the Blue Sky Laws
Yes, there are
50 other securities regulators other than the SEC
While the SEC directly, and through its oversight of the NASD and the
various Exchanges, is the main enforcer of the nation's securities laws,
each individual state has its own securities laws and rules. These state
rules are known as "Blue Sky Laws".
The origin of the term is a bit unclear, but the first use of the term
that we are aware of is in an opinion of Justice McKenna of the United
States Supreme Court, in 1917. Justice McKenna wrote the Court's opinion
in Hall vs. Geiger-Jones Co., 242 U.S. 539 (1917), which was three cases,
all dealing with the constitutionality of state securities regulations.
Justice McKenna wrote
The name that is given to the law indicates the evil at which it is
aimed, that is, to use the language of a cited case, "speculative schemes
which have no more basis than so many feet of 'blue sky'"; or, as stated
by counsel in another case, "to stop the sale of stock in fly-by-night
concerns, visionary oil wells, distant gold mines and other like fraudulent
exploitations." Even if the descriptions be regarded as rhetorical,
the existence of evil is indicated, and a belief of its detriment; and
we shall not pause to do more than state that the prevention of deception
is within the competency of government and that the appreciation of
the consequences of it is not open for our review.
Unfortunately, Justice McKenna never gave a reference to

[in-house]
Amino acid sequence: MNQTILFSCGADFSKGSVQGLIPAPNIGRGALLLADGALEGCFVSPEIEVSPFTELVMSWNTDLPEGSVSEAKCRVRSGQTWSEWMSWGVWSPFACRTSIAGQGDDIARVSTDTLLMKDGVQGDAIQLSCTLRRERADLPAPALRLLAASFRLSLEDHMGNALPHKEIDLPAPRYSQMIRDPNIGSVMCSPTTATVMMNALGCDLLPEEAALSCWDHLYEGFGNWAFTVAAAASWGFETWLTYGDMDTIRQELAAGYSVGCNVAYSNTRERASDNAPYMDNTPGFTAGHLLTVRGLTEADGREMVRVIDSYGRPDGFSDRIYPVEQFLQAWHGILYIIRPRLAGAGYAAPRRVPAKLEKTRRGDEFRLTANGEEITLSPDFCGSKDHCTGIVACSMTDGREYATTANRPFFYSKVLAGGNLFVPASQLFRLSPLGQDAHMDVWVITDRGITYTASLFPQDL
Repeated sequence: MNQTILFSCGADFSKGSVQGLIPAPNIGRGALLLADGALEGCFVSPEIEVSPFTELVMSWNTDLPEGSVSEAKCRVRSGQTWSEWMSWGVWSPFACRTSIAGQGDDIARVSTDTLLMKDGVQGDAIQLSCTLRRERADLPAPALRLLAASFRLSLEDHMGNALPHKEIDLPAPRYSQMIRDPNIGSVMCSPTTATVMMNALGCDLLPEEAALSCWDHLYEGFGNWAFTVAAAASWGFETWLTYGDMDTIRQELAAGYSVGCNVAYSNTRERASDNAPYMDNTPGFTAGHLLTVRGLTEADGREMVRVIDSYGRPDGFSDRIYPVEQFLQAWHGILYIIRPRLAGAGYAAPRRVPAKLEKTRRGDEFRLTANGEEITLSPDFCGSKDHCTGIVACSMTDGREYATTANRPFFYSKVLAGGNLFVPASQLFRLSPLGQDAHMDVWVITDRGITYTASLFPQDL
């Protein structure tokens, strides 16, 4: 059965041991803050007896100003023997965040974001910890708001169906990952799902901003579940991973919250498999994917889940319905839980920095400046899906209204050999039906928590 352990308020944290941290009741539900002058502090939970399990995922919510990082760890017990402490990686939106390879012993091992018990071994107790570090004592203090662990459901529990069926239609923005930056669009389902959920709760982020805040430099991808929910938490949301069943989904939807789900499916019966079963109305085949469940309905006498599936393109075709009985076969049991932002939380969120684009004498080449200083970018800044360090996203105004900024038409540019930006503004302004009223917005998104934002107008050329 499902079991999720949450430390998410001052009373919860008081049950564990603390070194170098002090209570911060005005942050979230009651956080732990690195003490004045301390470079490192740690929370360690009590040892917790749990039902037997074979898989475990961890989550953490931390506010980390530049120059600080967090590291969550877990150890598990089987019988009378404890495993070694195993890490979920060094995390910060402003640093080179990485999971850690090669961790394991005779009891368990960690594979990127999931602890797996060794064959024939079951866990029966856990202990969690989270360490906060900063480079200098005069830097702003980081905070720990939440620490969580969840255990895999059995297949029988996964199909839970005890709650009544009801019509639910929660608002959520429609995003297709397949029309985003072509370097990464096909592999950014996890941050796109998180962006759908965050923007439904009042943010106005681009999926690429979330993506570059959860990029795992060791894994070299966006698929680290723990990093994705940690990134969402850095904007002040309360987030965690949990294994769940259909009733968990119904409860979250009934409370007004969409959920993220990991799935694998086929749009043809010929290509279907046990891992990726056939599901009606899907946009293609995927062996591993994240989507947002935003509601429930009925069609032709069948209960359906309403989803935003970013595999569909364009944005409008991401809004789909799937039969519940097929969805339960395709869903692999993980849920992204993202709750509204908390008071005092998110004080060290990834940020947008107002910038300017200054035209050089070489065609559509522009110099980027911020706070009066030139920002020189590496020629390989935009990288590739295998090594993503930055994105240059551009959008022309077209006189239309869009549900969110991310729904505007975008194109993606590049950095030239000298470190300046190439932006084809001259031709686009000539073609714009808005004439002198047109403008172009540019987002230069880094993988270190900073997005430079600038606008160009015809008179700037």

the "cited case" that he referred to, and the Hall cases have
become known as The Blue Sky Cases, and Justice McKenna as the author
of the phrase.
While these laws vary from state to state, the laws require registration
of securities offerings, and registration of brokers and brokerage firms.
Each state has a regulatory agency which administers the law, typically
known as the state Securities Commissioner. A list of state securities
commissioners, and their addresses, is available in our
Guide to State Securities Regulators.
While anti-fraud regulations are most commonly enforced by the SEC and
the various SROs, the states also have the power and authority to bring
actions against securities violators pursuant to state law. Each state
has its own securities act, known colloquially as the "blue sky law",
which regulates both the offer and sale of securities as well as the registration
and reporting requirements for broker-dealers and individual stock brokers
doing business (both directly and indirectly) in the state, as well as
investment advisers seeking to offer their investment advisory services
in the state.
Recently, federal legislation was enacted which limited the ability of
the states to review, limit or otherwise restrict the sale of most securities.
The legislation was designed to eliminate the duplicitative nature of
the federal and state securities laws. Today, in most instances, the states
authority to review registration of securities offerings that are offered
on a national basis have been severely restricted. However, there are
notice and filing requirements in each state, which must still be complied
with. Additionally, the legislation did not affect the ability of the
state regulators to conduct investigations and to bring fraud actions.opyright
2001 Mark J. Astarita. firstname.lastname@example.org
Registration of Securities Transactions
It is important to keep in mind that before a security is sold in a
state, there must be a registration in place to cover the transaction,
and, the brokerage firm, and the stock broker, must each be registered